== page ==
Aerospace executives know all too well of the difficulties and complexity of developing brand new planes. Investors have learned that aerospace management is often too optimistic in setting entry-into-service dates. Readers have to look no further than the troubles and serial delays of Boeing's (BA) 787 Dreamliner and Airbus' (OTCPK:EADSY) A380 to get the gist of what I'm talking about. But have airline customers wised up, too? And, if so, will the perception of pursuing a brand new build to replace its 737 in 2019-2020 actually hurt Boeing and ultimately provide an advantage to Airbus' A320neo in the 150 to 200 seat category?
"When you talk about something that’s 10 years from now, that’s not a solution, that’s an idea ... Who among us is to say it won’t be 15 years from now? In the meantime, we’re going to spend $40 billion on fuel."
"We want something better than we’ve got ... Pratt & Whitney has an engine that’s more fuel efficient. GE (General Electric) has an engine that’s not far behind. What’s the plan? You’ve got an answer from Airbus, you’ve got an answer from Bombardier. And we need a means to reduce our fuel bill and our carbon emissions."
These are some pretty serious quotes, especially in the context of Airbus' claims that it may announce an order this month for its A320neo from a customer that currently is flying the 737. As of December, Southwest had a fleet of 548 Boeing 737 jets. It would be a pretty serious blow for Boeing in the narrowbody market, if -- dare I say -- this new order for the A320neo is from Southwest. Given the large number of airline customers operating the 737, the likelihood of this is minute, but don't count out Airbus and new entrant to the narrowbody market, Bombardier (OTCQX:BDRBF), from perhaps making inroads at this low-cost carrier. As Kelly indicated, he wants replacements now -- Bombardier's CSeries is due to enter into service in 2013, Airbus' A320neo is expected to be delivered in October 2015, while Boeing's potential re-engining won't be available until 2016 (and a new build not until 2019-2020). Bombardier's CSeries is likely the most fuel-efficient plane in the 100-149 seat category, while the A320neo is likely best in the 150-200 seat configuration (pending a decision by Boeing).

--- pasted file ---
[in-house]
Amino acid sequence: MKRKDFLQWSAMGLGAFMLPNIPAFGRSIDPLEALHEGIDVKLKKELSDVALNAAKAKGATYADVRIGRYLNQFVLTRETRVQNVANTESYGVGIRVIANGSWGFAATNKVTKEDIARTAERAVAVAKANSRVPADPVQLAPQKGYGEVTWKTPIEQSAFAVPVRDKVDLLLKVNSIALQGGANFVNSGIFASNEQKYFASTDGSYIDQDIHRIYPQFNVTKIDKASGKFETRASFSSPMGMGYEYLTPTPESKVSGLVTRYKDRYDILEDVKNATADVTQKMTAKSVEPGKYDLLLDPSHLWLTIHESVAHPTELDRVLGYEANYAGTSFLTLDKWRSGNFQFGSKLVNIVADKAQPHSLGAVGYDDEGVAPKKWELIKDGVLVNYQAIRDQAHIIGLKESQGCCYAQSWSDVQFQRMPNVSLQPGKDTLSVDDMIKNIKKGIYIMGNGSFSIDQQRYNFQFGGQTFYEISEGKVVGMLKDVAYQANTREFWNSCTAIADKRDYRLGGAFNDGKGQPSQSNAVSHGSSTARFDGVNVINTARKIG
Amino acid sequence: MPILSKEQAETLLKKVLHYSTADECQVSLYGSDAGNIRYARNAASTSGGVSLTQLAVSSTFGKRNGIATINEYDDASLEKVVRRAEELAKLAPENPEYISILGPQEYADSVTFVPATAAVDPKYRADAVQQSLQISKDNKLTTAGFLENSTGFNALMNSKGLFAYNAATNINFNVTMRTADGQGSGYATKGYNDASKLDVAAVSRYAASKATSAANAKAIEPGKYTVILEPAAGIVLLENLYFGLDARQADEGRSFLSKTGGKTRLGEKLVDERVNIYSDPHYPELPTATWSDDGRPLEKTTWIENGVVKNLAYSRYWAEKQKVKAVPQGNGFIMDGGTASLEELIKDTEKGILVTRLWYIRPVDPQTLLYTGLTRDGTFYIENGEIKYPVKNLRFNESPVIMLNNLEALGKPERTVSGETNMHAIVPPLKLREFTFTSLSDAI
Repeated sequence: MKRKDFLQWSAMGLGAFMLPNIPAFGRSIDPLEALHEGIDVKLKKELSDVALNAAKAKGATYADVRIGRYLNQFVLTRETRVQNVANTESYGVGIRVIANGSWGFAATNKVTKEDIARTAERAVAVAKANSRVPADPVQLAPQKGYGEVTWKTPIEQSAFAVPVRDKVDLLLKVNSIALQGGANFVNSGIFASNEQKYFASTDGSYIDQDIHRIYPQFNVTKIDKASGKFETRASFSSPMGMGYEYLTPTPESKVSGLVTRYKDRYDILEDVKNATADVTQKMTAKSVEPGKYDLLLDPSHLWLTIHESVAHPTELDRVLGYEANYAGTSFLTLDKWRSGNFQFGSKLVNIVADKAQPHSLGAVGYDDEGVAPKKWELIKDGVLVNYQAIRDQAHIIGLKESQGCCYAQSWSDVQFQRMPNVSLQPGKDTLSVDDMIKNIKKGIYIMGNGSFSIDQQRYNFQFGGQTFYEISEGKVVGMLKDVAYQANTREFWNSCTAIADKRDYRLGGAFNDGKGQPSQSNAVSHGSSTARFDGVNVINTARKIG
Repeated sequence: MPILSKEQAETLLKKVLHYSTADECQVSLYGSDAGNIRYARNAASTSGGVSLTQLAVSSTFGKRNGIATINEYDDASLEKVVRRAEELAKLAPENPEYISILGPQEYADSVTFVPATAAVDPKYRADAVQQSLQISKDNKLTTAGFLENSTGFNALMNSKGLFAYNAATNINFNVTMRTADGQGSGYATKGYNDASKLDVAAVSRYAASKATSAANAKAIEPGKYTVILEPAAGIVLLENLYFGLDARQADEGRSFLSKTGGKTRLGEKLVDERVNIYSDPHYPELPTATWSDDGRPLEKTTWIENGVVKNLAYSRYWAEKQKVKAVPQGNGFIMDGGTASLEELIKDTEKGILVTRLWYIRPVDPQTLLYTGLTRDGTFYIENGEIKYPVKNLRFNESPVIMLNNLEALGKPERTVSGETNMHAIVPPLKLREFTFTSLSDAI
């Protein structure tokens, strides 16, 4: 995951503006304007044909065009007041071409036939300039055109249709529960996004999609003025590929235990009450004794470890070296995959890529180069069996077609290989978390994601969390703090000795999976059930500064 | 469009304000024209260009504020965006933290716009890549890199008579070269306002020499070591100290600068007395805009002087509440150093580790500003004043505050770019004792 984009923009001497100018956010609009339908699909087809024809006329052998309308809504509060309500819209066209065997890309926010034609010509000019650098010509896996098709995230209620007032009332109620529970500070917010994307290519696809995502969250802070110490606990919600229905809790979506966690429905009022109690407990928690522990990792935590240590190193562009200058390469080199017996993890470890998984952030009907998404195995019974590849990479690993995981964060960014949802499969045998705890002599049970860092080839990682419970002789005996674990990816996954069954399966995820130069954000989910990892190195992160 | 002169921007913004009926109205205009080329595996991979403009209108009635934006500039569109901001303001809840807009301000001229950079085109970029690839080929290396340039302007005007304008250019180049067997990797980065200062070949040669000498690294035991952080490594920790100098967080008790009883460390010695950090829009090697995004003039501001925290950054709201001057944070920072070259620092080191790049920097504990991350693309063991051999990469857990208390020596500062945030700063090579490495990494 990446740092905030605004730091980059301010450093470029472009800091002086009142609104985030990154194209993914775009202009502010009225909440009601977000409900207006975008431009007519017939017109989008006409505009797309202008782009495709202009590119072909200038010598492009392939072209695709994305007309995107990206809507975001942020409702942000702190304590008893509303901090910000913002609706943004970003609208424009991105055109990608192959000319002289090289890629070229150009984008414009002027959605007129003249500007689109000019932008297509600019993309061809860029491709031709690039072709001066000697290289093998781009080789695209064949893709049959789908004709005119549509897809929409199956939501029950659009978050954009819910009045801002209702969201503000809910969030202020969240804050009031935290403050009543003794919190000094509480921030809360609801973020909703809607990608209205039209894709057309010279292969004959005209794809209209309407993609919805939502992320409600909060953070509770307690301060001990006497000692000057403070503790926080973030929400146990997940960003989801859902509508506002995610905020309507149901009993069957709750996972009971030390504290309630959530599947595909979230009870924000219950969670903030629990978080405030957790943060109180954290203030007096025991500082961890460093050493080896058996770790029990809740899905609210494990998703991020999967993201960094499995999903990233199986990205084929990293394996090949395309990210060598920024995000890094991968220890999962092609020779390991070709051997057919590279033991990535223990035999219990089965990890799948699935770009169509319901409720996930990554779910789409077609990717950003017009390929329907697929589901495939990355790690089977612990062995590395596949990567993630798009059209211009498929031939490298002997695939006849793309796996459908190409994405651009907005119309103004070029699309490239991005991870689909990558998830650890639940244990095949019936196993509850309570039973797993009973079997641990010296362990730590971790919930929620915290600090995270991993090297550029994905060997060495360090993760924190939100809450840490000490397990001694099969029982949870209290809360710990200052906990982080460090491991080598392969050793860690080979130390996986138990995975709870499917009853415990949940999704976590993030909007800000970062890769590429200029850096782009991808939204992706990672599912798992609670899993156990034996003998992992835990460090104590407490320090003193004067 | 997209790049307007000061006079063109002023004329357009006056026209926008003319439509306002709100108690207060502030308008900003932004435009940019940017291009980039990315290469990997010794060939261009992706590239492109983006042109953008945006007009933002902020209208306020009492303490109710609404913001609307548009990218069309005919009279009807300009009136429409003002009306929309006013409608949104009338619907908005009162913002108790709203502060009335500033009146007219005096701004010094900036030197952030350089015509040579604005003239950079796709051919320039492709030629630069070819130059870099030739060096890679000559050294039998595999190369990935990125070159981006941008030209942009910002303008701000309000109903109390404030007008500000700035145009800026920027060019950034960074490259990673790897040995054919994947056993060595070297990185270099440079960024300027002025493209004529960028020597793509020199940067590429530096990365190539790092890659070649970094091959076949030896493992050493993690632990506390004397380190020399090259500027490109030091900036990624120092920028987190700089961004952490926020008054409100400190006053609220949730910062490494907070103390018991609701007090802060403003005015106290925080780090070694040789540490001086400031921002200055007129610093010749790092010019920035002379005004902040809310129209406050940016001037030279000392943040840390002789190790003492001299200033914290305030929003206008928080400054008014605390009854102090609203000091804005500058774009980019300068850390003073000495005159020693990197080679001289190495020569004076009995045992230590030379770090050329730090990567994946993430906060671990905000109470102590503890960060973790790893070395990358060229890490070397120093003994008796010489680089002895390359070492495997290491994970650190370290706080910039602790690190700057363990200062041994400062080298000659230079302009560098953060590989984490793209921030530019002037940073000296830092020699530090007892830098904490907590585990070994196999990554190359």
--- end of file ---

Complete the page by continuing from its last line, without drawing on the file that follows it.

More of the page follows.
Interestingly, Bombardier has announced a few orders (Sweden's Braathan Aviation) since we outlined The Future of the Narrowbody Market. And Embraer (ERJ) remains on the sidelines until it learns more about what Boeing's decision will be in this single-aisle segment. This is shaping up to be a very exciting time for aerospace investors, particularly in advance of the Paris Air Show later this month. Our long-term expectations for share in the narrowbody market are provided below, indicating a meaningful shift from the current duopoly consisting of Boeing and Airbus. The details behind these forecasts can be viewed here.